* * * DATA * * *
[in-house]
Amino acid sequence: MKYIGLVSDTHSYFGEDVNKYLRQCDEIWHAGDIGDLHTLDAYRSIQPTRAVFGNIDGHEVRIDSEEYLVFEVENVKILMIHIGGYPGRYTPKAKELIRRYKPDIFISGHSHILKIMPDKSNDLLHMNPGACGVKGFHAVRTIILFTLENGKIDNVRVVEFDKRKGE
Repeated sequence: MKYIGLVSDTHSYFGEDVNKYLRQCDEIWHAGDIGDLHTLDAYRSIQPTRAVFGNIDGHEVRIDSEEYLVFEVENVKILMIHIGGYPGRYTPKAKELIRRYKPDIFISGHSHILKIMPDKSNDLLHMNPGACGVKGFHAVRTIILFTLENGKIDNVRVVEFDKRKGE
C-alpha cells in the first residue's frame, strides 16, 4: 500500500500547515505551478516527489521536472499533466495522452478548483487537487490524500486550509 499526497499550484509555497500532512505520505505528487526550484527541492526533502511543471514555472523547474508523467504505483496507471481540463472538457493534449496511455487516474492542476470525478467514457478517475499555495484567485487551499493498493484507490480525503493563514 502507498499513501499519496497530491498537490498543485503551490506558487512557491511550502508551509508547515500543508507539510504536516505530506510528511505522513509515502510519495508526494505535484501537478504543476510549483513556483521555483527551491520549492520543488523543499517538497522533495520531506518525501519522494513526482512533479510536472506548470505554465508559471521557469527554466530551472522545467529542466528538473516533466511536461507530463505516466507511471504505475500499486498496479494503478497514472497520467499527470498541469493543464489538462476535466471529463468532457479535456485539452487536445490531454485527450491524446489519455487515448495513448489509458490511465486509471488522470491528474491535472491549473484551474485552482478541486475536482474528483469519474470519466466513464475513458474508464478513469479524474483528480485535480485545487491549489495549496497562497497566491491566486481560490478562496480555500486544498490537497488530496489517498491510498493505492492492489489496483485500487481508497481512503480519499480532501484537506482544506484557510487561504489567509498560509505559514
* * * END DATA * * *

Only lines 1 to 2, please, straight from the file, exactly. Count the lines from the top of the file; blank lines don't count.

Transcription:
[in-house]
Amino acid sequence: MKYIGLVSDTHSYFGEDVNKYLRQCDEIWHAGDIGDLHTLDAYRSIQPTRAVFGNIDGHEVRIDSEEYLVFEVENVKILMIHIGGYPGRYTPKAKELIRRYKPDIFISGHSHILKIMPDKSNDLLHMNPGACGVKGFHAVRTIILFTLENGKIDNVRVVEFDKRKGE